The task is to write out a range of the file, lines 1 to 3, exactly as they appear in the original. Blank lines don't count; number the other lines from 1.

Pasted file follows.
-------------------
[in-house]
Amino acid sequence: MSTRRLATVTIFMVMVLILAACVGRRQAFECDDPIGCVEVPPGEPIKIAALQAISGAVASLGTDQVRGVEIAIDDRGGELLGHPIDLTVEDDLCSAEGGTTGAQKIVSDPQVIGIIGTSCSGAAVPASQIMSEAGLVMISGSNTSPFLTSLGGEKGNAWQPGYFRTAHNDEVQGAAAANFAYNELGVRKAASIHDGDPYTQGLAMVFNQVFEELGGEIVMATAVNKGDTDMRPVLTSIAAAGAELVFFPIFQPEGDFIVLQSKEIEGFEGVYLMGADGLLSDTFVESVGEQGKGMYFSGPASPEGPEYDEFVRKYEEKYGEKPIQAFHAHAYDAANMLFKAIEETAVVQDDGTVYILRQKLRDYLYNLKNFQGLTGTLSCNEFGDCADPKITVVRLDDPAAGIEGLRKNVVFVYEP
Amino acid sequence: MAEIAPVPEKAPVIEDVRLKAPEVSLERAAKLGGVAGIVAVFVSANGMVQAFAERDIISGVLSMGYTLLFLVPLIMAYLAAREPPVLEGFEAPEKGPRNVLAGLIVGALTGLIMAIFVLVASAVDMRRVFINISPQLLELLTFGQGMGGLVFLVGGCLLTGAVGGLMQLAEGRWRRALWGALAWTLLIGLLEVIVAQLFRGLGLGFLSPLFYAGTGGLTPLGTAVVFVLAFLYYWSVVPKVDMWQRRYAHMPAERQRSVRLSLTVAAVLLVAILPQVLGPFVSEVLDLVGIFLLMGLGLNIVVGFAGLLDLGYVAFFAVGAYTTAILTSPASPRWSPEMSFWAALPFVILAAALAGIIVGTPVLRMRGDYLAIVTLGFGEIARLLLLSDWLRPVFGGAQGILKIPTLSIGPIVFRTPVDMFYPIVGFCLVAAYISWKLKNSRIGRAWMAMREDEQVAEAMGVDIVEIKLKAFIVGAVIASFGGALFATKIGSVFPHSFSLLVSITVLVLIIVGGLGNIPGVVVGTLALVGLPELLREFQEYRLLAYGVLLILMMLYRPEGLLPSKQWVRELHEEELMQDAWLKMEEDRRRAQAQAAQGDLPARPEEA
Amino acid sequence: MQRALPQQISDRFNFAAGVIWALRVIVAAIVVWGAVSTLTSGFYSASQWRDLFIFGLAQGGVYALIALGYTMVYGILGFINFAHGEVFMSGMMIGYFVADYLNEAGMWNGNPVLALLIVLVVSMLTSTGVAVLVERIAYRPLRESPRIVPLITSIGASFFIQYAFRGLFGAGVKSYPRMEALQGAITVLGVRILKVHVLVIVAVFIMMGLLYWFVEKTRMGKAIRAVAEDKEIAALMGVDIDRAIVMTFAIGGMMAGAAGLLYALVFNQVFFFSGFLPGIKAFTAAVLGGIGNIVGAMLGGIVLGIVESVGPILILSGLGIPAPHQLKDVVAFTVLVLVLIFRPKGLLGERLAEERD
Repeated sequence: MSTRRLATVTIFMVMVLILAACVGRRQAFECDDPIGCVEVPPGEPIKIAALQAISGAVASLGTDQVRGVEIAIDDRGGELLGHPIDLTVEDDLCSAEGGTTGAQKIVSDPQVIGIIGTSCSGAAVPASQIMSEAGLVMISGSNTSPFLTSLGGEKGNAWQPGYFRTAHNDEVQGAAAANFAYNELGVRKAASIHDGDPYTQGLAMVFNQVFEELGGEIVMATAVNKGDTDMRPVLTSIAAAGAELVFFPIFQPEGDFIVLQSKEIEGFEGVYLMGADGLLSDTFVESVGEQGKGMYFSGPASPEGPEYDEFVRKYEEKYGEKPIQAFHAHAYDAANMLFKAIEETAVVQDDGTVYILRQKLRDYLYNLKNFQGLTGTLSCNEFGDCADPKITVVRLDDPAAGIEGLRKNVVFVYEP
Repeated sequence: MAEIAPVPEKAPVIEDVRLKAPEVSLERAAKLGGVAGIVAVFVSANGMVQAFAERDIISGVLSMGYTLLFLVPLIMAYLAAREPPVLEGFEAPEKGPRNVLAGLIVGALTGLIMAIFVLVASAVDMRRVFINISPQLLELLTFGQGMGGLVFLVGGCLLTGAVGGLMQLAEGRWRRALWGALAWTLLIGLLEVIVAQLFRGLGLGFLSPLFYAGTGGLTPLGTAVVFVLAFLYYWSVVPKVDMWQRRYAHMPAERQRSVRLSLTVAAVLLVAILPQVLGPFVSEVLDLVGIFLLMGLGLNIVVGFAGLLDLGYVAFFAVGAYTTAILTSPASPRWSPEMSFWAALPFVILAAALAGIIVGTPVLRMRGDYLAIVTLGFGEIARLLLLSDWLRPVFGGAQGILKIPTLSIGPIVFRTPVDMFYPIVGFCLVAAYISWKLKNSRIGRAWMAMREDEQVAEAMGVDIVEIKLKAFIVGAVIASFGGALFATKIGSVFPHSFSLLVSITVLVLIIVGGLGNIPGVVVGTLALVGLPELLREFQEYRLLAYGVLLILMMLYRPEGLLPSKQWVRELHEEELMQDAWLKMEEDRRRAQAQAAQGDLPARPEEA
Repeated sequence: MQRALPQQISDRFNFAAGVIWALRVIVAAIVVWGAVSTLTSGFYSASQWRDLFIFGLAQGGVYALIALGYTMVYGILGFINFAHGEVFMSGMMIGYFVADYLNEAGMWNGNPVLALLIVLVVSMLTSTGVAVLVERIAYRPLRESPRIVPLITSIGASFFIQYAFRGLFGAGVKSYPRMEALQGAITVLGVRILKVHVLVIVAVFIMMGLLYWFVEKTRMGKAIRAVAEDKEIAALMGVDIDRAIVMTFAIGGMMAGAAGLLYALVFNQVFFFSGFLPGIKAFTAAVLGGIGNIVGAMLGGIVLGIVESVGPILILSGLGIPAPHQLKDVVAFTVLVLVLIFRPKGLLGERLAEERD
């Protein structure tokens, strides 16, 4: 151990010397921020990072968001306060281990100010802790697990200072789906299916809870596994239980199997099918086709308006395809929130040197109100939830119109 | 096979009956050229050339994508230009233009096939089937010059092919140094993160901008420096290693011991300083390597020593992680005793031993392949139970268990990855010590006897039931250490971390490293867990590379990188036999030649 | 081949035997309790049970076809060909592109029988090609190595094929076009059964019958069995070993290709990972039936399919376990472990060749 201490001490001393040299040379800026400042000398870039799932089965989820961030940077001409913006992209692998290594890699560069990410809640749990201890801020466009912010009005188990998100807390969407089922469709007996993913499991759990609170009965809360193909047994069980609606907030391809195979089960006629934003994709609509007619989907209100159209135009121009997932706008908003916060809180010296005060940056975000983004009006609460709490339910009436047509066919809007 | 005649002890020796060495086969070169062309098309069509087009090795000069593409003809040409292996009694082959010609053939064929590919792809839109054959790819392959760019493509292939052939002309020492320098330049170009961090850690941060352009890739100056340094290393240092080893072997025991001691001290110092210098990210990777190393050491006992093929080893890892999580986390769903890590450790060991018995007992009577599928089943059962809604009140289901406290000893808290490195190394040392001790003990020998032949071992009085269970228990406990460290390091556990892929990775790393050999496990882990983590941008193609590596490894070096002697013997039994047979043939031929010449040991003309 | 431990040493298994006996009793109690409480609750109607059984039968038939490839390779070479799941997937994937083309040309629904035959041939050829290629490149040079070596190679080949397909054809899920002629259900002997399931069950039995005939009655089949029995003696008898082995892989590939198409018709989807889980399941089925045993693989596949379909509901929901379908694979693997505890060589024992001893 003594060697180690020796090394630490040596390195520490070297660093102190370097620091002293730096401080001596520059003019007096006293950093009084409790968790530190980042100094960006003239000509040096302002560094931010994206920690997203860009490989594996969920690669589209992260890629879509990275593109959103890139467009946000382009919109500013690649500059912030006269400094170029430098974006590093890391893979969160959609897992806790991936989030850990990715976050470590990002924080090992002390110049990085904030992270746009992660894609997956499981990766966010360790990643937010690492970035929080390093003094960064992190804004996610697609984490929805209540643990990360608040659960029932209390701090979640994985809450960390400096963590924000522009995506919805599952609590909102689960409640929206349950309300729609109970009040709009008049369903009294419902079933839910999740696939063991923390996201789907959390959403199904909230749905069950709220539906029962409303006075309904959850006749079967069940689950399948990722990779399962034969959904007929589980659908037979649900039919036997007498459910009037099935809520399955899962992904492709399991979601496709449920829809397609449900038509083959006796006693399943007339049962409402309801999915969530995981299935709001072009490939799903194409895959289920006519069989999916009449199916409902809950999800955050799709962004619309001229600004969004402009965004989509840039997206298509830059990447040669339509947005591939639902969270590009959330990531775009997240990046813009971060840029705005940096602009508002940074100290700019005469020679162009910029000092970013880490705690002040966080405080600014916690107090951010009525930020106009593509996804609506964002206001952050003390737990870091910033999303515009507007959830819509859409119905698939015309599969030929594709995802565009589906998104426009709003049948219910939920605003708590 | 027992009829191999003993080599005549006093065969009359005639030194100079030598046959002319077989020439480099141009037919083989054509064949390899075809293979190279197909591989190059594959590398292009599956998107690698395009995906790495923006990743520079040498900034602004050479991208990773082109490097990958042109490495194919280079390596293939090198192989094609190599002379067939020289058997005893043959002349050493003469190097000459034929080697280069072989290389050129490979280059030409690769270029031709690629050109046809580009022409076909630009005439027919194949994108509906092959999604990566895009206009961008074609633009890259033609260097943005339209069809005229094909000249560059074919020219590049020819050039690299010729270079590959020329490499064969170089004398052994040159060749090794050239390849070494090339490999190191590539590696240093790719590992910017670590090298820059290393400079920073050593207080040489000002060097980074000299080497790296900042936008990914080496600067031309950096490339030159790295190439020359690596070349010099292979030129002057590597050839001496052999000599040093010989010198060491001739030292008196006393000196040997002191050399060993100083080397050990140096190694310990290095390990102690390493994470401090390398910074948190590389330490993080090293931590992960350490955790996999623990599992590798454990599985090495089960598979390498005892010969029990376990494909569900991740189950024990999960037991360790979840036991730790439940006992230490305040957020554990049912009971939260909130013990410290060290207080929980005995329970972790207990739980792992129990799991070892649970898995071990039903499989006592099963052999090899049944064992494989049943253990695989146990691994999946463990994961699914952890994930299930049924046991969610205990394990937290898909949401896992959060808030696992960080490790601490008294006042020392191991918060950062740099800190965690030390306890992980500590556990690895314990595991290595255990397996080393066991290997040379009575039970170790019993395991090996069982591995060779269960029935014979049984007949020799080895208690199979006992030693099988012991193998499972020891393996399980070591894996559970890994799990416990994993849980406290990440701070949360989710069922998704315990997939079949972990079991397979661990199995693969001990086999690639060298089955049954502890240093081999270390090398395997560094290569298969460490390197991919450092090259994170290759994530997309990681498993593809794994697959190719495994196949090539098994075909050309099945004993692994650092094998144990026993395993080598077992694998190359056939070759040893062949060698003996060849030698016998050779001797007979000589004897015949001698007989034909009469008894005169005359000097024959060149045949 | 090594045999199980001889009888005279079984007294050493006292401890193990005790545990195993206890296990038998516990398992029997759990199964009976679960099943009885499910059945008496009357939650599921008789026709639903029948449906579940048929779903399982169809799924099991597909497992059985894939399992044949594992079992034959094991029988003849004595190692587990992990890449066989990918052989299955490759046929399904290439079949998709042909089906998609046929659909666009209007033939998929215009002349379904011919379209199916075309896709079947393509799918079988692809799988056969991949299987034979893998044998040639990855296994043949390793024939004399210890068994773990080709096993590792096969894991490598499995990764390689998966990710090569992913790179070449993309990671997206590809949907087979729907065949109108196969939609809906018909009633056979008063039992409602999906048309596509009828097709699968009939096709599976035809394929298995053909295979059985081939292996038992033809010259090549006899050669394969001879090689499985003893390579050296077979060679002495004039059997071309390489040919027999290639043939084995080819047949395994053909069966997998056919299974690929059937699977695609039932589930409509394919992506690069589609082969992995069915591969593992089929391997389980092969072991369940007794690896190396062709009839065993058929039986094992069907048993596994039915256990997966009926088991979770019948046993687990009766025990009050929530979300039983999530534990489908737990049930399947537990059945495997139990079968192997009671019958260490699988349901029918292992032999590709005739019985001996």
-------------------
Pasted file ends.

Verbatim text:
[in-house]
Amino acid sequence: MSTRRLATVTIFMVMVLILAACVGRRQAFECDDPIGCVEVPPGEPIKIAALQAISGAVASLGTDQVRGVEIAIDDRGGELLGHPIDLTVEDDLCSAEGGTTGAQKIVSDPQVIGIIGTSCSGAAVPASQIMSEAGLVMISGSNTSPFLTSLGGEKGNAWQPGYFRTAHNDEVQGAAAANFAYNELGVRKAASIHDGDPYTQGLAMVFNQVFEELGGEIVMATAVNKGDTDMRPVLTSIAAAGAELVFFPIFQPEGDFIVLQSKEIEGFEGVYLMGADGLLSDTFVESVGEQGKGMYFSGPASPEGPEYDEFVRKYEEKYGEKPIQAFHAHAYDAANMLFKAIEETAVVQDDGTVYILRQKLRDYLYNLKNFQGLTGTLSCNEFGDCADPKITVVRLDDPAAGIEGLRKNVVFVYEP
Amino acid sequence: MAEIAPVPEKAPVIEDVRLKAPEVSLERAAKLGGVAGIVAVFVSANGMVQAFAERDIISGVLSMGYTLLFLVPLIMAYLAAREPPVLEGFEAPEKGPRNVLAGLIVGALTGLIMAIFVLVASAVDMRRVFINISPQLLELLTFGQGMGGLVFLVGGCLLTGAVGGLMQLAEGRWRRALWGALAWTLLIGLLEVIVAQLFRGLGLGFLSPLFYAGTGGLTPLGTAVVFVLAFLYYWSVVPKVDMWQRRYAHMPAERQRSVRLSLTVAAVLLVAILPQVLGPFVSEVLDLVGIFLLMGLGLNIVVGFAGLLDLGYVAFFAVGAYTTAILTSPASPRWSPEMSFWAALPFVILAAALAGIIVGTPVLRMRGDYLAIVTLGFGEIARLLLLSDWLRPVFGGAQGILKIPTLSIGPIVFRTPVDMFYPIVGFCLVAAYISWKLKNSRIGRAWMAMREDEQVAEAMGVDIVEIKLKAFIVGAVIASFGGALFATKIGSVFPHSFSLLVSITVLVLIIVGGLGNIPGVVVGTLALVGLPELLREFQEYRLLAYGVLLILMMLYRPEGLLPSKQWVRELHEEELMQDAWLKMEEDRRRAQAQAAQGDLPARPEEA